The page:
NEW YORK -- With Yankee Stadium playing host to the Pitch, Hit & Run championships, it made for a cool moment for all those involved.
The kids stood on the field in awe, while their parents rapidly snapped photos to capture the moment.
"It was a really cool experience," said Ryley Pas'cal, who placed third in the 11-12-year-old girls division. "I've never been here before and I liked the whole new setting and new field."
This was the 18th year Major League Baseball has run the youth skills program, and all 30 teams host a championship round at their ballpark. On Saturday, 12 girls and 12 boys were split into groups by age and gender and judged on their ability to pitch (how many times they could hit a strike zone after six pitches), hit (three swings off a tee and judged how far the ball traveled) and run (a timed sprint from second to home).
"I enjoyed the batting and how we're able to look out from the same view the players are looking at," said Noah Barber, who placed third this year in the 13-14-year-old boys division in his second year participating in the competition.
If the competitors' scores are among the top three across the nation in their age group, they will receive an all-expenses-paid trip to All-Star weekend in Minneapolis for the 2014 Major League Baseball Pitch, Hit & Run Final. They will even get a chance to catch fly balls in the outfield during the 2014 Home Run Derby. The winners will be announced June 29 on MLB Network.
The winners from each age group for the Yankees included: Arricca Silliman and Aidan Hayward (ages 7-8); Erin Dougherty and Casey Saucke (ages 9-10); Allison Lowery and Aristo Pagiatakis (ages 11-12); Alexis Miller and Daniel Kowalski (ages 13-14).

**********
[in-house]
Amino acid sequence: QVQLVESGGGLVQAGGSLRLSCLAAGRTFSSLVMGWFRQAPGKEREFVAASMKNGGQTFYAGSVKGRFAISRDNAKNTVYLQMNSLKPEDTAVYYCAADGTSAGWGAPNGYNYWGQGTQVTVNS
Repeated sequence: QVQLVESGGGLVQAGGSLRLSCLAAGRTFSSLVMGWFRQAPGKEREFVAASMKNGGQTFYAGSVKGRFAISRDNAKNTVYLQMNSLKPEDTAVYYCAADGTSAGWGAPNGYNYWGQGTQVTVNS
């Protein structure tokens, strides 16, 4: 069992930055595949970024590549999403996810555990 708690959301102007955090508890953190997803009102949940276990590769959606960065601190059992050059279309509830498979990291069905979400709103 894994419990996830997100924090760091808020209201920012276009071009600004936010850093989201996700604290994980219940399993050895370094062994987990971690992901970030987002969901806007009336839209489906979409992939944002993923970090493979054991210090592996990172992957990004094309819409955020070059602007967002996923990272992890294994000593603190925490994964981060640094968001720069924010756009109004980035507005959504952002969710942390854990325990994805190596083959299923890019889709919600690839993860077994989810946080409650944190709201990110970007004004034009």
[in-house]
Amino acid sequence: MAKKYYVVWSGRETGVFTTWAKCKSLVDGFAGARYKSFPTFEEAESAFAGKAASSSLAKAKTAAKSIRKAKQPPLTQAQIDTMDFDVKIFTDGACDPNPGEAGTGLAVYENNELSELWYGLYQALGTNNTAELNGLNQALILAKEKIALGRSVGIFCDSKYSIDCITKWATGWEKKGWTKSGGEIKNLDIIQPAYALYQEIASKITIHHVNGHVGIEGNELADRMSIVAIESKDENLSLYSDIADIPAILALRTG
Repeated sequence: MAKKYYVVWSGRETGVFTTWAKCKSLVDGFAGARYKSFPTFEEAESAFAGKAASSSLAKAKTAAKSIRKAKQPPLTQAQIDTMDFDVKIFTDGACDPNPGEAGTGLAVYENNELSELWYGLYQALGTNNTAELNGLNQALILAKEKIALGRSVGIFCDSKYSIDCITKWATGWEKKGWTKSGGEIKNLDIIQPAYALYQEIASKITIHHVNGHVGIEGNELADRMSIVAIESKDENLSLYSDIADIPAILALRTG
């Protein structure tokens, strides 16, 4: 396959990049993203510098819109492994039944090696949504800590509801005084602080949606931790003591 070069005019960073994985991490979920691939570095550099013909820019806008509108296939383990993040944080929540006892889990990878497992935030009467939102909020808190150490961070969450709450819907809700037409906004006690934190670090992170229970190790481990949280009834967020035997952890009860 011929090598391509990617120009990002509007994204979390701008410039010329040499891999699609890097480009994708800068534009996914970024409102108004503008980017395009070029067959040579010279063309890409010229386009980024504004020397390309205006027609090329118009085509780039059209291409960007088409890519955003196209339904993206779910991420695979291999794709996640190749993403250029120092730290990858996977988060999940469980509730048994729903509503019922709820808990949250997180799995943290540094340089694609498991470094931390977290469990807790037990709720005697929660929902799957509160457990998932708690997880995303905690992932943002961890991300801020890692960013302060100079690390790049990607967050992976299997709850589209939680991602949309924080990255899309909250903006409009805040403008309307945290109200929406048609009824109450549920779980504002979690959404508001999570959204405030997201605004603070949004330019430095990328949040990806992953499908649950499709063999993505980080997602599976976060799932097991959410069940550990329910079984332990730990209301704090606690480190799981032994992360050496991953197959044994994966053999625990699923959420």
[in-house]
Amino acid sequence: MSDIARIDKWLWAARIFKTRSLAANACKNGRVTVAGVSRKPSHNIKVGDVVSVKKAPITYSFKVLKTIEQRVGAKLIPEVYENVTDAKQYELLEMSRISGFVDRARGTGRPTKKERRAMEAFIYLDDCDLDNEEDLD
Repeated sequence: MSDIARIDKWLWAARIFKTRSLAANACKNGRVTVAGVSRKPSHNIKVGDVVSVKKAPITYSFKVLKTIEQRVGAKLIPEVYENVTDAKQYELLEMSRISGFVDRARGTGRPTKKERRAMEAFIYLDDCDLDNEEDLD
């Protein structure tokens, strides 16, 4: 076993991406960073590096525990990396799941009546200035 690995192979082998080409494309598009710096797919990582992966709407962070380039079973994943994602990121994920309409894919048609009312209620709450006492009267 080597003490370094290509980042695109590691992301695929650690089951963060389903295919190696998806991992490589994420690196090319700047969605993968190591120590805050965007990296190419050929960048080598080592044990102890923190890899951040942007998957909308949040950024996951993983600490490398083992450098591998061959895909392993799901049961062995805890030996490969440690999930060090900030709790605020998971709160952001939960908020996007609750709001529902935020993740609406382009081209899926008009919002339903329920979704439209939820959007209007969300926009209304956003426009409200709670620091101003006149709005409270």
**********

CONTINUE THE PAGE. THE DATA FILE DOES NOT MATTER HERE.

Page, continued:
Feeling good, CC to take throwing program to Florida
NEW YORK -- CC Sabathia threw a third successful 36-pitch bullpen session before Saturday's game and will head to Tampa, Fla., on Sunday to continue his throwing program.
"I feel pretty good," said Sabathia. "I haven't experienced any of the things I had earlier in the year. I'm excited about the way I feel. The brace that I have on is helping a lot. I'm ready to go."
Sabathia hasn't pitched since May 10, when he was placed on the disabled list with fluid in his right knee and eventually given a stem-cell injection in the knee. But since he's started his throwing program, he's reported no pain and is confident his knee is healthy.
"This is the time to test it," Sabathia said. "I will when I'm down there in Tampa. It's not just a rehab, I really need to test and see if I can do it."
Sabathia said he plans to throw batting practice on Tuesday and hopefully pitch in a game with hitters next Saturday, though he and manager Joe Girardi are still not sure what his first assignment will be.
"Everything is going well," said Girardi. "He had another bullpen session today. Obviously, he needs to continue his throwing program, and hopefully he'll start seeing hitters fairly soon."
Sabathia said he will continue to wear a brace on his knee for the rest of the season and has been working to gain back strength in his quad and calf to relieve pressure from his hips. The long recovery has also been important in helping him maintain the same mechanics.
"I think we've done a good job of that the past six, eight weeks," Sabathia said. "I feel better now that I have a little light [at the end of the tunnel] where I can see hopefully getting back out there healthy."
Yanks honor Tino with plaque in Monument Park
NEW YORK -- Before Saturday's game against the Orioles, the Yankees unveiled a plaque for former first baseman Tino Martinez that will join center field's Monument Park.
Martinez was acquired from Seattle prior to the 1996 season and went on to play seven seasons for New York, leading the team to four World Series victories. He hit .276 with 192 home runs and 739 RBIs in his Yankees career.
After the ceremony, Martinez remembered when he was first told that he'd be honored with the plaque. He was in Augusta, Ga., for The Masters golf tournament when he received the call from Jennifer Steinbrenner Swindal.